Looking rather displeased, Alphonse Majyambere narrated to Saturday Times how he met officials from the National Commission for Human Rights (NCHR) asking for his details.
He was a bit disturbed, he says, answering to strangers, at least until they identified themselves to him. “I told them my names and they asked for my identity card which I provided,” Majyambere, a resident of Rutsiro said.
He added that it is at this point he was told that some people had made claims that he was dead, and the NCHR officials were investigating the authenticity of the allegations, justifying the reason they wanted to see his ID.
“That was quite shocking and disturbing to hear because I would never know the person behind such kind of falsehoods.”
In July this year, US rights group Human Rights Watch (HRW) released a report titled, “All Thieves must Be Killed”; alleging execution of some dozens of Rwandans in Rubavu and Rutsiro districts.
The report alleged that some people were killed because they are suspected thieves, drug dealers, illegally crossing the border, illegal fishermen, among others.
The report also points out that some victims were killed by the army, police, Reserve Forces and DASSO while others were killed by individuals on the orders of local government authorities.
However, some seven persons reported executed in the HRW report were found to be alive, including Majyambere, Tharcisse Nsanzabera, Daphrose Nyirabavakure, Jovan Karasankima, Elias Habyalimana, Donati Nzamwitakuze and Emmanuel Hanyurwabake.
“I don’t understand why someone would claim that I had been killed by security organs that have done so much to restore peace and stability in the country. Who am I? Why would the government kill an ordinary farmer living in the remotest part of the country?” he wondered.
He says that he would take to court whoever made the outrageous claims, should he get legal representation.
His sentiments are shared by several others who were reported dead by the Human Rights Watch.
Pelagie Nikuze is a mother of two and wife to Elias Habyalimana, who was also among those claimed to have been executed by the HRW report.
“They asked me about my husband’s activities in Lake Kivu and I told them that my husband never engaged in any of such and he is not even in the country,” Nikuze narrates of her encounter with the NCHR researchers.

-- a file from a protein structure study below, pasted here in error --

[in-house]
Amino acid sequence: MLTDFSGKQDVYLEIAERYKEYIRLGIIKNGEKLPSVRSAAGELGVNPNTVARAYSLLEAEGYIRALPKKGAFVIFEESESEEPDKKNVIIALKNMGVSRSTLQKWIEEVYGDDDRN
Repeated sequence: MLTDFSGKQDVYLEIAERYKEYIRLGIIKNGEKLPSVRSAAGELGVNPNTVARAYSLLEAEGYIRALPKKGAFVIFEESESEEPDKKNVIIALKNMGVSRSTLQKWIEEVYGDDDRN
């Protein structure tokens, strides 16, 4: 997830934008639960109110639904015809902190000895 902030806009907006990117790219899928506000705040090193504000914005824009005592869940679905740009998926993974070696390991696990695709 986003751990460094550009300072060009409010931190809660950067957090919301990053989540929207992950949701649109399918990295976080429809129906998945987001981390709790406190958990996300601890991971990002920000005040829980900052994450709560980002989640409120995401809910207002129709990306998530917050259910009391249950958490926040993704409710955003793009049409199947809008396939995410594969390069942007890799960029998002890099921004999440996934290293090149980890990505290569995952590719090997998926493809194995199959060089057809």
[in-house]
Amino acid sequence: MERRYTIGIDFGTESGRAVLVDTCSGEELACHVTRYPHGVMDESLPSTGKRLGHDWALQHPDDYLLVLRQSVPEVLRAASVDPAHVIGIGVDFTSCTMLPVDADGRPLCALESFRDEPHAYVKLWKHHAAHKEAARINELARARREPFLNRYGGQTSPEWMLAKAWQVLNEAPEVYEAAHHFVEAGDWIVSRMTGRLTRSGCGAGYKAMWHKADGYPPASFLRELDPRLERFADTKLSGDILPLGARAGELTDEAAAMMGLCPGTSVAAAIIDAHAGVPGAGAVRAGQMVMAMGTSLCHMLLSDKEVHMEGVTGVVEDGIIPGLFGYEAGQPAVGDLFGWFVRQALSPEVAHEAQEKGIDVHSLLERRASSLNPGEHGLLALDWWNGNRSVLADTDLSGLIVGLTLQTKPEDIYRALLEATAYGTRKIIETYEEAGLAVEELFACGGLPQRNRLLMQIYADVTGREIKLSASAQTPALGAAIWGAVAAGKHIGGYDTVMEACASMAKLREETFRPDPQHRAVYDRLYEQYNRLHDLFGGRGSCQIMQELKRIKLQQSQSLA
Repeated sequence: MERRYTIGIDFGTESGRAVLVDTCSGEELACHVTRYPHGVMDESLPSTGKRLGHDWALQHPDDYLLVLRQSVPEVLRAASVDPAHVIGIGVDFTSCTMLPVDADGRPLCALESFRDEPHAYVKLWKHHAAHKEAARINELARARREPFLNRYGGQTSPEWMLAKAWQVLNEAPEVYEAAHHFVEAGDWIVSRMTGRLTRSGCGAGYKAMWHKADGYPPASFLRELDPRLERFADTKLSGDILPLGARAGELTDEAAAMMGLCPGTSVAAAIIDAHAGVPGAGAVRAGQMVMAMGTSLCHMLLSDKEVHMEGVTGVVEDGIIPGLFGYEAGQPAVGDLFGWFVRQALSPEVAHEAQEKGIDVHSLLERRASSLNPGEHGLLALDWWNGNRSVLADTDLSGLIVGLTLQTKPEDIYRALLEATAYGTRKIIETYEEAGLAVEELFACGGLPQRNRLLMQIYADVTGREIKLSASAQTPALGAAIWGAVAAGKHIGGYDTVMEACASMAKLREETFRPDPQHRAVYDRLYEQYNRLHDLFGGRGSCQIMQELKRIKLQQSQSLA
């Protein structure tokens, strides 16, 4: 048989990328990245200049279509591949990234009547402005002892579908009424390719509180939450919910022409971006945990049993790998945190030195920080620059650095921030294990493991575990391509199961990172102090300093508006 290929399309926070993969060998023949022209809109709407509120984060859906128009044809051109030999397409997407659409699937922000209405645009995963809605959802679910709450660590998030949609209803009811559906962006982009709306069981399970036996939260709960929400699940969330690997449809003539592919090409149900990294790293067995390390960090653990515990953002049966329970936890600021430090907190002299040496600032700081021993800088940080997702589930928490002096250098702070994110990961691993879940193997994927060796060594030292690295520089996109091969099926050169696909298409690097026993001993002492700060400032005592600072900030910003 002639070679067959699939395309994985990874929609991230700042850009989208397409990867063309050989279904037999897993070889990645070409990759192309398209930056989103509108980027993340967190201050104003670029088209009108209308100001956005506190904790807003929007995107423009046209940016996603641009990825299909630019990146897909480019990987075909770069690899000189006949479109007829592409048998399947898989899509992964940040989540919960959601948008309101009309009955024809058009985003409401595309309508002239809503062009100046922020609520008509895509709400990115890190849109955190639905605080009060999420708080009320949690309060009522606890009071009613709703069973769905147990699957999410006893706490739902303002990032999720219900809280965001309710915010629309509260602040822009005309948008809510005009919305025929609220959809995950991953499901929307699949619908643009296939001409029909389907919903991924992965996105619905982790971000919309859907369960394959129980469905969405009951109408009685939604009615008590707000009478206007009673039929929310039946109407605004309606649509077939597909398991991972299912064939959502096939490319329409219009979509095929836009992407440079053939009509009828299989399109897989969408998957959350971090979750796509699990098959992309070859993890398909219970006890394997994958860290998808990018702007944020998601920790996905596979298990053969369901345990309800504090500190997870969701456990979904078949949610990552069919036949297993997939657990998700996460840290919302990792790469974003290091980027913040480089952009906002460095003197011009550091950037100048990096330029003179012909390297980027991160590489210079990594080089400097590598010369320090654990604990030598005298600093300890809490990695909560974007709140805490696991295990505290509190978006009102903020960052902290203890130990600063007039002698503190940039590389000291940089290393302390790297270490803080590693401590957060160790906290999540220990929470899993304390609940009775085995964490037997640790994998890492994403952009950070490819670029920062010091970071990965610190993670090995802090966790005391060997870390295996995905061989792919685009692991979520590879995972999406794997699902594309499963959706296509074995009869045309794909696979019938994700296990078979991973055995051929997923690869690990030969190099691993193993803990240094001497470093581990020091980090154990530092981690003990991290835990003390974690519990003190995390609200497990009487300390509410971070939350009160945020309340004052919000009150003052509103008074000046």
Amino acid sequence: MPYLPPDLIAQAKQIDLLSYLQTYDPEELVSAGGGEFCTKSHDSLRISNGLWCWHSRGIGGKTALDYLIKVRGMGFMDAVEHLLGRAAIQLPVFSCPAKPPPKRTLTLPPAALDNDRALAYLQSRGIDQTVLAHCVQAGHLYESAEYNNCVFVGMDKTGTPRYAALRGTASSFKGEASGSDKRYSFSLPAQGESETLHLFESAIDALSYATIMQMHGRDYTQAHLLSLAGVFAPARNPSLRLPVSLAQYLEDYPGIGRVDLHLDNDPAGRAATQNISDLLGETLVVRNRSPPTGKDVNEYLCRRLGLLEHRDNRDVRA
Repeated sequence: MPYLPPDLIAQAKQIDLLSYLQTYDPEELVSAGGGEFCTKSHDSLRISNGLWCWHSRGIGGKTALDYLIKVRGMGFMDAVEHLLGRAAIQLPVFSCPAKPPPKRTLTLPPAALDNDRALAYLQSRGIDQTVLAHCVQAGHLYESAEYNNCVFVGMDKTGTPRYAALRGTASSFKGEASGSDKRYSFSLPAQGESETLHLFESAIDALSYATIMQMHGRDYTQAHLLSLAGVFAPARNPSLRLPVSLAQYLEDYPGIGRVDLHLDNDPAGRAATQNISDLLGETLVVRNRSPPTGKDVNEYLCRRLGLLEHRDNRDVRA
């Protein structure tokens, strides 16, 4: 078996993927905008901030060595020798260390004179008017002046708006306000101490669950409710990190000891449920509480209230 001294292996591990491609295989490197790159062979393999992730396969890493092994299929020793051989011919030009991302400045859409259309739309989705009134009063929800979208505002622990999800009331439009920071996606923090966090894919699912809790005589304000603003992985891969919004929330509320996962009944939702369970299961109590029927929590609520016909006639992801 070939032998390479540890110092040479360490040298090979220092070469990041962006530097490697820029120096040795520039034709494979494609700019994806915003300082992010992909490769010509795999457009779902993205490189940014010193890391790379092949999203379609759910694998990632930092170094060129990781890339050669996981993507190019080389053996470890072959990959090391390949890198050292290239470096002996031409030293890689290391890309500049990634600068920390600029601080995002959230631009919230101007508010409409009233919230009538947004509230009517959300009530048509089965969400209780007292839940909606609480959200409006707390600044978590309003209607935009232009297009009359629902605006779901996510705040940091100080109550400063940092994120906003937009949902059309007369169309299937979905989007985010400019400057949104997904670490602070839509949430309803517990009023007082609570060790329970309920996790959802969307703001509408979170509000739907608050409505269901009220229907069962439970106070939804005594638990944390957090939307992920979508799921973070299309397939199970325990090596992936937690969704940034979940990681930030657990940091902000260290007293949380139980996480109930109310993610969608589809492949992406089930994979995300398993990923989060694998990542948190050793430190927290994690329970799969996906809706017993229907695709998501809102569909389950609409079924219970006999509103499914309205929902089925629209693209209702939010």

Apparently, Habyalimana was among those fishermen killed because they used illegal fishing nets, which Nikuze says it was not true.
“My husband has no engagement related to fishing in Lake Kivu, he actually got a scholarship and is now pursing his studies in Belgium. We talked a little while ago (she displays mobile call log with a Belgian number saved as Papa Diyane.”
The resident of Nyarubuye cell in Rutsiro District said that she came to the commission headquarters in Nyarutarama, Gasabo District on instruction from her husband.
“He asked me to come here and tell the world that he is alive.”
Habyalimana was actually in the country last January and regularly communicates with his family, according to his wife.
“I actually got to know about the speculations about the alleged death of my husband after he had visited the family and returned to Belgium.”
She called on authorities to ensure that those that came up with the unfounded allegations are brought to account.
Madeleine Nirere, the Chairperson of NCHR, while announcing the commission’s findings following a forensic investigation of the HRW claims, noted that as much as the US-based body has a right to report on human rights, publishing falsehoods was absurd.
“Our investigations did not intend to respond to the report made by HRW but rather to find out the authenticity of such claims and if justice had been served to the victims and their families,” she said.
“That is how we ended up discovering that what was actually reported by HRW was not true.”
Besides the seven people who were reported dead but are still alive, the national rights commission’s findings further reveal that in the HRW report, there are “major errors”, including getting people’s names wrong, which further erodes its credibility.
For example, she said, in one instance, the report talks about Pascal Nsabiyeze while the correct names is Alias Nsabiyeze.
Four persons reported as having been killed were found to have died of natural diseases.
These include; Thaddé Uwintwali, Jean Kanyesoko, Innocent Habimana, and Jean Damascène Ntiriburakaryo.
HRW reported that six people were executed by the Rwanda Defence Forces, National Police or DASSO officers yet they died as a result of various accidents.
These include: Jean de Dieu Bihibindi, Samuel Minani, Amurani Bazangirabate, Djuma Ntakingora, Vedaste Renzaho and Emmanuel Ntamuhanga.
On two individuals, Jean Claude Barayavuga and Théoneste Uzamutuma, reported by HRW to have been killed by individuals on orders from local authorities, the Commission established that perpetrators were prosecuted and sentenced by courts as they were found to have committed the crime in their own capacities.
Furthermore, there are 10 persons reported to have been executed, but who are unknown to local authorities of administrative entities singled out in HRW report.
These are; Innocent Mbarushimana, Jean Damascène Ntahondereye, Emmanuel Niyigena, Nzabandora Ndayishimiye, Hakuzimana Basabose, Naftal Nteziriza, François Buhagarike, Bemeriki Alexandre, Jean de Dieu Habiyaremye, and Vincent Nshimiyimana;
“The allegation that 10 persons reported by HRW were executed by the Rwandan military or police officers after being accused of theft and executed on orders according to which all thieves must be killed is not true,” the Commission’s report reads in part.
For years, Human Rights Watch has published reports on Rwanda, in most cases littered with regurgitated and fictitious allegations which the government has always debunked as made up and politically motivated.